More B99 Season 2 Teasers



Just give us an actual trailer already



Ed Helms goes postal this fall as a special guest star in Brooklyn Nine-Nine's second season. The Office vet will play an agent working for the United States Postal Inspection Service (USPIS) whom Det. Jake Peralta (Andy Samberg) struggles with in order to work a case.
As of now, Helms is only slated to appear in the Fox's comedy's seventh episode, airing on Nov. 16, "but anybody who enters this world can come back," says co-creator and executive producer Dan Goor.

First Look at Kyra Sedgwick


The Closer vet Kyra Sedgwick returns to the force in an arresting guest stint beginning Oct. 5. Sedgwick will appear in two episodes of Brooklyn Nine-Nine as Deputy Chief Madeline Wuntch, who shares an acrimonious history with Captain Holt (Andre Braugher).
"Kyra brings so much presence and gravitas to the role — exactly the traits needed to stand off against Andre Braugher," says executive producer Dan Goor. "And she pitched one of the funniest flashbacks that we've ever done!"


Season 2 Press Release

Season One ended with a surprising twist as Detective JAKE PERALTA (Samberg) was asked to go undercover for a major FBI investigation. He said his goodbyes to the precinct, and finally confessed his “romantic-styles” affection for Detective AMY SANTIAGO (Melissa Fumero), the unit’s honorary straight arrow. Jake is a gifted detective who has never had to work too hard or follow the rules too closely, perhaps because he has the best arrest record among his colleagues. That is, until CAPTAIN HOLT (Braugher) arrived as the precinct’s new by-the-book commanding officer. Captain Holt and Jake often butt heads over rules and regulations, but they have developed a strong and mutual respect for one another.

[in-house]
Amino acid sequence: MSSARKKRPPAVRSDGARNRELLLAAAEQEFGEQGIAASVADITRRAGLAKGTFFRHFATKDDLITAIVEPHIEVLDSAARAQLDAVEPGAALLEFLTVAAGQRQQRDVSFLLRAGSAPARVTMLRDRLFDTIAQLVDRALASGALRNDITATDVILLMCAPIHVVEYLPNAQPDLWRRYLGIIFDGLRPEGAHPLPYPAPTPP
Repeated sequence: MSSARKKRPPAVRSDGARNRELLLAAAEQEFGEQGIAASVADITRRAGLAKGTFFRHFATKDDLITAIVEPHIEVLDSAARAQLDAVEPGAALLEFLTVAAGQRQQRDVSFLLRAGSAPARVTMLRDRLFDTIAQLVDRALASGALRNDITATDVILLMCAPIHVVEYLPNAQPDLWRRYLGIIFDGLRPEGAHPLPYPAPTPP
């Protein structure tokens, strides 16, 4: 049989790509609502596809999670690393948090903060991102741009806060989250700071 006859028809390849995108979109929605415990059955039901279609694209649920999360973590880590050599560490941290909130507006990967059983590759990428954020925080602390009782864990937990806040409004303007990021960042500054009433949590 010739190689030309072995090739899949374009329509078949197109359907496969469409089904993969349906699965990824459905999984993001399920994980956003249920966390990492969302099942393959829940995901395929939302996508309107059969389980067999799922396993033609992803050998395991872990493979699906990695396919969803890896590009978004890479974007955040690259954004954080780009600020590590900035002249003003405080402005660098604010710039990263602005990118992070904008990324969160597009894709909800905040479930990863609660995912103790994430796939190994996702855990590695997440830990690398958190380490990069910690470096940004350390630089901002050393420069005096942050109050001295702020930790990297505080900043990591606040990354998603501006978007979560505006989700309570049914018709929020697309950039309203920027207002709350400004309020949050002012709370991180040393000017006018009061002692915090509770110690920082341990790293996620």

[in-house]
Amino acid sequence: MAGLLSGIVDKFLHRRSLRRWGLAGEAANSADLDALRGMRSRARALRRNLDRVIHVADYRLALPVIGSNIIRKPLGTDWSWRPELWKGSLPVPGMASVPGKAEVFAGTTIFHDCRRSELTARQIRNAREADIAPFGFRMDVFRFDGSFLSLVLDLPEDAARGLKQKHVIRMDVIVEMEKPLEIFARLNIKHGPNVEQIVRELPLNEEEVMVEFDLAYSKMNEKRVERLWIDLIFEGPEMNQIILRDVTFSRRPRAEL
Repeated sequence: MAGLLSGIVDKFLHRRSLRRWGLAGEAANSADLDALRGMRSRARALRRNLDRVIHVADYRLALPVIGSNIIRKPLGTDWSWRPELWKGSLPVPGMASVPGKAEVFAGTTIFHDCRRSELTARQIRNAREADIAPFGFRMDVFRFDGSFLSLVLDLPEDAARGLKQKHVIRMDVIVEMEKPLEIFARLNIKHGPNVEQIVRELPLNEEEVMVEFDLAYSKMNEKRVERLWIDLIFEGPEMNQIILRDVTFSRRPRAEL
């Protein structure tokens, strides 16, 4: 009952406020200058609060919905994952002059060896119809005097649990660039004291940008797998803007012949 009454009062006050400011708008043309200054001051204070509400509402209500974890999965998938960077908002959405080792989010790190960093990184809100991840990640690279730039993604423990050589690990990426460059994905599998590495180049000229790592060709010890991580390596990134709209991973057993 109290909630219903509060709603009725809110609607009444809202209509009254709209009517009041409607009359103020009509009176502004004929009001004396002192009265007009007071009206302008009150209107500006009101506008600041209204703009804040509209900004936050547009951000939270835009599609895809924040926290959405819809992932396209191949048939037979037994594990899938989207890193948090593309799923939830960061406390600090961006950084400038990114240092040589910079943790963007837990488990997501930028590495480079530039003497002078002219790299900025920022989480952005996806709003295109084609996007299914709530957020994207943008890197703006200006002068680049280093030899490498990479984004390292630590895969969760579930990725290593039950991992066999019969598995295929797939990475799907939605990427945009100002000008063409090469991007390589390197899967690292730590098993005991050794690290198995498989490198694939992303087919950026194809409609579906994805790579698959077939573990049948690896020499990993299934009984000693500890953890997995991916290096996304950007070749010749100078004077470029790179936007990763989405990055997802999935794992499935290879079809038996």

Holt’s next-in-command is Sergeant TERRY JEFFORDS (Terry Crews), a linebacker of a man, a father to twin baby girls and an unashamed minivan driver. Jeffords regained his confidence (and his license to carry a gun) after Holt helped him get over his fear of getting injured and not seeing his girls grow up.
Also working cases in Brooklyn’s 99th is Detective CHARLES BOYLE (Joe Lo Truglio), the precinct’s workhorse who idolizes Jake. Charles had long pined for the tough, sexy and scary-as-hell Detective ROSA DIAZ (Stephanie Beatriz), until he got engaged to someone else last season. Now with his wedding called off, Charles may have another shot with Rosa. That is, unless his shocking one-night stand with GINA LINETTI (Chelsea Peretti), the eccentric and self-absorbed civilian office manager, turns into something more. Rounding out the precinct’s staff are veteran officers Detective SCULLY (Joel McKinnon Miller) and Detective HITCHCOCK (Dirk Blocker). Unproductive and inept, the pair may not solve many cases, but they make an amazing pot of coffee.